Score: 94/100 (9.4 out of 10)
You Cannot Get a Racehorse Out of a Mule by the Culpeppers is an eye-opening, compelling, and witty book of motherly wisdom. You know what they say? Mother knows best. While that may not be true 100% of the time, as the authors acknowledge, it is true that mothers tend to have a sixth sense and a deeper understanding of situations involving their children.
Your mother was very likely your first love—the first person you heard, saw, attached to, and bonded with. Mothers tend to know things that their children don't. Yes, that means they sometimes know us better than we know ourselves.
Also, as our elders, mothers almost always exceed us in experience, knowledge, and wisdom.
One thing that mothers are particularly keen at is identifying the threats and opportunities in our life—the dangerous people/the ball and chains and the good people who can help us and push us forward. This is how we chose to interpret the title/saying “you cannot get a racehorse out of a mule.” While the book is about much more than this piece of wisdom, it is speckled throughout and seems to be one of the book's most ubiquitous concepts.
Throughout the book, we're introduced to different people who enter the lives of the narrator: racehorses and mules. Although the authors may have interpreted this differently, we chose to interpret this as meaning that there are people who are a good fit for us and our lives (racehorses) and those who are a bad fit (mules). Mules include people who are drug addicts, alcoholics, abusive people, exploitative people, people who use us for sex or money, liars, negligent people, and possessive people.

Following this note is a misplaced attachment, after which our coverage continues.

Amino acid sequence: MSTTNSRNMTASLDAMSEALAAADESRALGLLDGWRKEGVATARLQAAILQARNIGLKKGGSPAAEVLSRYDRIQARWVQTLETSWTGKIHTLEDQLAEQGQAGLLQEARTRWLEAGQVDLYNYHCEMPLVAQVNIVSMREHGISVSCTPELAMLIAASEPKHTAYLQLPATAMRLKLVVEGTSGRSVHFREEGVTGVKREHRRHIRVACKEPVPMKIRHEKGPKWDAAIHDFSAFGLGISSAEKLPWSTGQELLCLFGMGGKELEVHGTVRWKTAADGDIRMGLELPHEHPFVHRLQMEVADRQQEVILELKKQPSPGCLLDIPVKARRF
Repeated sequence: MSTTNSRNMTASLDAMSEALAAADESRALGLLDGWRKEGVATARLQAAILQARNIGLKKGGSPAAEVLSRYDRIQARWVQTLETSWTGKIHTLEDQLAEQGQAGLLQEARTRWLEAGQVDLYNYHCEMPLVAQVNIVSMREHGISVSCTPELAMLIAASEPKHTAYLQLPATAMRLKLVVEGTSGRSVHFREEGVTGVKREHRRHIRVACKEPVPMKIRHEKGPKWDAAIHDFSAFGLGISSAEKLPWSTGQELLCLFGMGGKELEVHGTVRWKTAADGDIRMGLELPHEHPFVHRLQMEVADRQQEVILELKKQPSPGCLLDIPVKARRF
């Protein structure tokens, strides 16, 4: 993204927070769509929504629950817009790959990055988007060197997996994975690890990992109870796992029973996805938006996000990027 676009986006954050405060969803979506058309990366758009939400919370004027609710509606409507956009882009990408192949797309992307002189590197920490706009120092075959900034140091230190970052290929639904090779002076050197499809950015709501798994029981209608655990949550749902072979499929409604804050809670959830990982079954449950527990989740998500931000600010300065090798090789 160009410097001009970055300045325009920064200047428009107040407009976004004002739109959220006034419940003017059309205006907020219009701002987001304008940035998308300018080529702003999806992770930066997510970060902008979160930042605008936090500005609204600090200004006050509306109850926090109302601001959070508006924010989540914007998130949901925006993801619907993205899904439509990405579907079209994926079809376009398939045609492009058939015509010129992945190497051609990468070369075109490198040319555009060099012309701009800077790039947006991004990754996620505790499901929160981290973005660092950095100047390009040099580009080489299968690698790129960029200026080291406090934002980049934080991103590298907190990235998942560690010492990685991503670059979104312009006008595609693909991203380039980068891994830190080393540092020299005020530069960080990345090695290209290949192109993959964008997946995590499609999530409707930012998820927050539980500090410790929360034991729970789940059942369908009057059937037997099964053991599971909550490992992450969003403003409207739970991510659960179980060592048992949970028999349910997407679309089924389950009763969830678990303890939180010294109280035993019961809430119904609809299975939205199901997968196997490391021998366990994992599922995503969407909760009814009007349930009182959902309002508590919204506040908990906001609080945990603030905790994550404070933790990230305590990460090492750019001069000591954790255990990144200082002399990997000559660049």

Yes, this usually deals mostly with romantic partners, but it could also apply to other relationships in life. The book provides examples of all of these types of mules above, sometimes including triggering content (so be warned). One of the key reoccurring figures in the book is Reginald, one of the author's former partners, who tried (rather terribly) to hide a drug addiction. Slowly but surely, Reginald went from seeming like a “catch” to being a mule and leach. Of course, it's almost always the mamas and grandmas who see trouble coming a mile away. It's up to us to heed their warnings and admonishments or not.
This book is most comparable to Meditations for Modern Man by Michael Cook. In fact, these two wisdom books are tremendous contrasts and compliments for one another, with Cook's work being more focused on men and masculinity while the Culpeppers' book is more focused on women and femininity.
There's something we can learn and ways we can benefit from both masculinity and femininity, somewhat of a Daoist idea.
Speaking of religion, this book does cover several religious topics, primarily in avoiding predatory mule-like religions, sects, and cults like the plague.
There are times when this book is quite blunt and even a bit saucy. For example, there are numerous quotes and sections about vaginas and female sexuality. According to this book “sex is a woman's superpower.” This is what the book calls the “power of pussy.” In one of the book's most memorable quotes, we are presented with this:
“Ladies, understand the power of pussy. Men have gone to war to have it. There have been great men who have given up their liberties to get a “whiff.” The punnany is one of the most powerful weapons that women have.”
The authors also warn of the problems caused by “too many pussies in the kitchen.” This is essentially a warning about having too many competing egos (particularly females) competing for one's mind and choices. “Two's company but threes a crowd.” You don't need a mother, grandmother, and three past mother-in-laws telling you what to do and how to do it. That only leads to trouble. We can attest to that.
This is a candidate for Best Quote:
“Just learn whatever lesson trouble was trying to teach you.”
And Shelley Whiting is a candidate for Hottest Character.
This is a really interesting and fascinating read. You may learn a lot!
Check it out on Amazon!